To counter this, the hotel chain has recently been running a series of workshops with guests and suppliers to find out what the "room of the future" will contain.


"We’re investing a lot of our own cash to discover what we need to procure next. We need to be on top of the next product. The trick of offering the guest something more than they have at home isn’t only about the luxury side of things it’s also about the functionality of the room as well. We are a very business-orientated hotel chain and therefore that functionality needs to be geared up to cater for that."




Dudley has looked at ways of building rooms that transform from a meeting room in the week to a family room at weekends, to best utilise the space. Other impending changes involve office furniture, with the chain considering introducing high-quality Herman Miller chairs to some of its selected locations, depending on the "guest mix". Hotels choose their furnishings depending on the type of guest they will be serving, and iconic business products can help project the illustrious professional environment they strive to create.


Conference centres are another growing resource for business travellers that have the potential to be filled with office products.


"We currently use screens and projectors and we still provide flip charts," says Dudley. "Some of the rooms have facilities for hanging things on the walls. We also offer an office stationery kit in the rooms with scissors, pens and pads inside, along with headed note paper.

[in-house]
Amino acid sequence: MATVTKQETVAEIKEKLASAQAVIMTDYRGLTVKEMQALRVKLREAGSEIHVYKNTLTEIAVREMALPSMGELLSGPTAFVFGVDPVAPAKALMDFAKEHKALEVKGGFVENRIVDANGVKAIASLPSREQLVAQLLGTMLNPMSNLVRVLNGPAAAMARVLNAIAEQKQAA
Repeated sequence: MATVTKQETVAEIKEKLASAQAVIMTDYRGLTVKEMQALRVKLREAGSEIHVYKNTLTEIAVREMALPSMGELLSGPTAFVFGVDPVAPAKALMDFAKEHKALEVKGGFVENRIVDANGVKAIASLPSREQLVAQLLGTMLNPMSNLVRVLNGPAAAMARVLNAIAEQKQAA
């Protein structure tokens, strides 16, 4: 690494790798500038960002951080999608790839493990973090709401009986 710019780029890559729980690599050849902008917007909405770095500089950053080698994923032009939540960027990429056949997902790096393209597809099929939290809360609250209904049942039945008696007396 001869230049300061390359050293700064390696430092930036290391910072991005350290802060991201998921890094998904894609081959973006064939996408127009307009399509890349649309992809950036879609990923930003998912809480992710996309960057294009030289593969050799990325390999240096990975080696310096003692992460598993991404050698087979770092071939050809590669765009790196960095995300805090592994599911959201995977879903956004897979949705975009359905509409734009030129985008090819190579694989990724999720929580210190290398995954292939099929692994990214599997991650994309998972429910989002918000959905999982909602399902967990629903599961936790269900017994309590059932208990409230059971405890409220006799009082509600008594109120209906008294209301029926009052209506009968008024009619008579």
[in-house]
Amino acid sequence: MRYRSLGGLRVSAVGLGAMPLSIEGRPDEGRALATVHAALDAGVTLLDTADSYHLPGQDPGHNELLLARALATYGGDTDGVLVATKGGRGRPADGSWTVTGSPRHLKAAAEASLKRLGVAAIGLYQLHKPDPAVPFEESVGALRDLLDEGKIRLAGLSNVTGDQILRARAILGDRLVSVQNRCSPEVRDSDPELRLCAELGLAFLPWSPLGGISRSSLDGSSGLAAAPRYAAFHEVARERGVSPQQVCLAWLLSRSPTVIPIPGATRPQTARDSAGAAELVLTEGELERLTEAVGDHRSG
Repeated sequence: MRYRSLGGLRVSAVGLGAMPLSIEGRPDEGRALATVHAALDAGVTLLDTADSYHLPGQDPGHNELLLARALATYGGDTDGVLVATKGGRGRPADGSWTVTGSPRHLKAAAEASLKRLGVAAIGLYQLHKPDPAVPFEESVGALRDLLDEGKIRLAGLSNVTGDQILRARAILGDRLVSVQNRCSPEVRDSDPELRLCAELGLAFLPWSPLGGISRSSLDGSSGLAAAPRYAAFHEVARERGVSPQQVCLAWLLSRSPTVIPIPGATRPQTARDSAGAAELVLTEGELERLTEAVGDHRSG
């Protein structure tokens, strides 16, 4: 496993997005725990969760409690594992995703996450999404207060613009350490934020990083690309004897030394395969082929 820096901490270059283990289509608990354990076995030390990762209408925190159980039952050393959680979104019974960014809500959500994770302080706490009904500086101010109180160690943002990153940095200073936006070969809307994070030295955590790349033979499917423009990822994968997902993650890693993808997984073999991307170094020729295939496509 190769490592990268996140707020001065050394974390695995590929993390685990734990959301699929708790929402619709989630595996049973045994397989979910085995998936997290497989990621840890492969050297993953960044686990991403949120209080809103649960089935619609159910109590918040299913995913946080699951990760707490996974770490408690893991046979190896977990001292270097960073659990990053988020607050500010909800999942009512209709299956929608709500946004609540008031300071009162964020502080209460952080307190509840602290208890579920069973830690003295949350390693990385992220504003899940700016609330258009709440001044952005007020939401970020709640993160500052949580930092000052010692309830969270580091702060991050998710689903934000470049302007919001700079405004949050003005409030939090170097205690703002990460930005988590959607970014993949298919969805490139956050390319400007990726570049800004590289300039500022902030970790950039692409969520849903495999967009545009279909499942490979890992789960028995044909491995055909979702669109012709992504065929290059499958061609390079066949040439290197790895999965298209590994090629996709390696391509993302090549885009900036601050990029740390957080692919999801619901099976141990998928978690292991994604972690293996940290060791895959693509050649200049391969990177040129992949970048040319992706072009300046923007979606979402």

"We have some video-conferencing, but it’s very limited and it’s been slow to pick up because it’s hugely expensive. It’s easy to say that this type of technology is the future, but meeting people is still the most important thing – it’s not just about getting the information."


The company looked at the use of plasma and LCD technology replacing projector screens, and at connecting some information to the rest of the hotel. This included putting meeting agendas on the TV in delegates’ rooms, with notes and instructions about the event – creating an entire package from guest room to business room.


Corporate Express, which is currently contracted to provide Hilton with all of its stationery, says the hotel chain’s recent approach to procurement provided an easier entry to the industry.


"As other client segments, the hospitality business is in the process of professionalizing its procurement strategies," the firm told OPI. "Hilton is a good example, it has recently appointed an SVP of productivity and sourcing, and has identified OP and related products as one of the first commodities to tackle, including moving to eProcurement on a European basis.


"The hospitality sector has, on top of OP, a lot of products that it currently procures in a sub-optimal way – typically decentralised – without any control and any ability to manage demand and cost. Corporate Express’ unique single source approach is ideally suited to enable the hospitality sector to procure OP and these other hospitality-related products via one global source, extending the benefits of an integrated and streamlined procurement solution into these other categories, and driving significant value to the bottom line."


While it shows no sign of slowing, the hospitality industry is one hotspot which the OP industry has the potential to drive forward. Hotels are asking questions about which products will be used in the business environment in the future, and the office supplies industry is in a unique position to offer some valuable answers.